Global Sports Market continues to thrive
[10 December 2011]
PwC today has released its second outlook for the global sports market “Changing the game: the Outlook for the Global Sports Market to 2015” which reveals despite the ongoing troubling economic climate, the sports industry has continued to thrive with many major sporting events proving to be more popular than ever, yet boundary blurs between balancing competitive sport with mass-entertainment.
PwC’s Markets Managing Partner Bruce Baillie says “here, in New Zealand, you don’t have to think back far to find an example of a major sporting event that proved a success on and off the field. We truly were a stadium of four million as World Cup fever gripped our nation earlier this year and showed our appetite for major sporting events is as strong as ever.”
It’s a situation reflected around the world as major sporting events experience the closer convergence between the sport and entertainment industries.
“It’s the old technology chestnut, on-going enhancements in broadcasting and digital technologies are shaping how we spend our leisure time and limited resources. This is impacting on our expectations when it comes to major sporting events. If supporters leave the comfort of their couch to watch a rugby game or cricket match, for example, then they want an added-value entertainment experience,” adds Mr Baillie.
Sport faces a delicate balancing-act – the need to maintain value for money in light of increased ticket prices and rising expectations among the paying public.
Mr Baillie warns “get it wrong and supporters will vote with their feet and their wallets by simply not turning up. Then following not far behind will be the sponsors”.
Like for the broadcast industry, the use and impact of technology is proving a challenge in the sporting arena as consumers expect to access sport generally for free on their TV or internet.
“While live streaming and social media in our increasingly digital world is a winner for sports fans it’s a major challenge for rights holders as they try to retain control over how, where and by whom sports content is consumed,” says Mr Baillie.
Besides providing revenue forecasts, PwC’s “Changing the game: the Outlook for the Global Sports Market to 2015” also drills down into key segments with projections for gate revenues, sponsorship, media rights and merchandising:
- Over the next five years to 2015, global sports revenues will grow to US$145.3 billion at an annual compound growth rate (CAGR) of 3.7 per cent due to an improved economy, a rebound in TV advertising, the on-going migration of sports to pay TV and the resurgence of financial services and automobile companies to sponsorship.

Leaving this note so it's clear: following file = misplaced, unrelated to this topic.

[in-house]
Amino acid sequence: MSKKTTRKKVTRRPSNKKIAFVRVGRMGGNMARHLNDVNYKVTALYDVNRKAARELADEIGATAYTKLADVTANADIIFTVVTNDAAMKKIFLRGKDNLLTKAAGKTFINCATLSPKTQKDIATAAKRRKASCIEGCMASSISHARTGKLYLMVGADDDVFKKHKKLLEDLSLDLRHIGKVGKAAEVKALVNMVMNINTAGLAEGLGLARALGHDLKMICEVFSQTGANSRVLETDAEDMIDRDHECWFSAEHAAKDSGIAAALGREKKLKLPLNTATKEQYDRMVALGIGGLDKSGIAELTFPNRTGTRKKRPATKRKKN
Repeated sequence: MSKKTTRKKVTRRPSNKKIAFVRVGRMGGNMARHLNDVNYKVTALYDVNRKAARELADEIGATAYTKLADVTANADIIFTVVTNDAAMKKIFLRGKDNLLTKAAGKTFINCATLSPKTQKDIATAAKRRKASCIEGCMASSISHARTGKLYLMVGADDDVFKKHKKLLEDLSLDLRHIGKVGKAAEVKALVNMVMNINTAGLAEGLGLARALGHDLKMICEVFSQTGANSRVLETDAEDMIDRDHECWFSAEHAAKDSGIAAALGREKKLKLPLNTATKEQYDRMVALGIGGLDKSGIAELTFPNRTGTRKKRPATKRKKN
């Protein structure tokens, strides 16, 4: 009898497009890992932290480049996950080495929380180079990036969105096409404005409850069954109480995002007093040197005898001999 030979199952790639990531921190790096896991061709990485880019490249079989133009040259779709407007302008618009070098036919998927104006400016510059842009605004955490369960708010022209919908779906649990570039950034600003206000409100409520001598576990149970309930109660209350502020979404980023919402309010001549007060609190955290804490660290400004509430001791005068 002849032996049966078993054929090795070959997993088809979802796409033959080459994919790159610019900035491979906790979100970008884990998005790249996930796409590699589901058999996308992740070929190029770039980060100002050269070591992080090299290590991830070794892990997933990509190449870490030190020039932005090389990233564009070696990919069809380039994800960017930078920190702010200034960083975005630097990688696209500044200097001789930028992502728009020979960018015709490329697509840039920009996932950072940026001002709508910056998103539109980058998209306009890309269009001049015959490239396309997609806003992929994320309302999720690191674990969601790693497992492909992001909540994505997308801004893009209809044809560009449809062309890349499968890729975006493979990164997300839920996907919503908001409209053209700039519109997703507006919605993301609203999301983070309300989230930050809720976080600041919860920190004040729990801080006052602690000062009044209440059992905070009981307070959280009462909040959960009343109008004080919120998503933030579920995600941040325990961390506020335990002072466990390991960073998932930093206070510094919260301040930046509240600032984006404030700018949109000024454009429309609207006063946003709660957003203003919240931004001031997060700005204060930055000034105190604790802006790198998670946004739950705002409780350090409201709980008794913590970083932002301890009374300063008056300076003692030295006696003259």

- Gate Revenues will remain the biggest component of the global sports market accounting for 32.6 per cent of the total sports market (US$44.7 billion in 2015).
- Sponsorship accounts for 28.8 per cent of the total sports markets, sponsorship will see an average growth rate of 5.3 per cent to 2015 generating global revenues of $US 45.3 billion.
- Media rights is the third largest category of revenue and accounts for 24.1 per cent of the total market and is the second fastest growing sector at 3.8 per cent CAGR. Revenues from media rights will see fairly healthy growth from $US29.2 billion in 2010 to $US35.2 billion in 2015.
- Merchandising remains the smallest category of revenue accounting for 14.5 per cent of total global revenue. The global economic downturn has had a dramatic reduction in sports merchandising spend as consumers have tightened their discretionary spending. Sports clubs are also seeing a larger proportion of their merchandise transactions moving online which allows them to engage and interact with fans who can’t attend matches, including those living in other countries.
Notes to editors: Market Definition
For the purpose of this report, the sports market consists of:
- Gate revenues for live sporting events
- Media rights fees paid to show sports on broadcast and cable television networks, television stations, terrestrial radio, satellite radio, the internet and on mobile devices.
- Sponsorships, which include payments to have a product associated with a team, league or event sponsorships, as well as naming rights.
- Merchandising includes the selling of licensed products with team or league logos, player likenesses, or other intellectual property. Food concession revenues are not included.
For clarity, Association Football (soccer) is referred to in this report as football, while American Football, as played in the NFL, is referred to by its full name.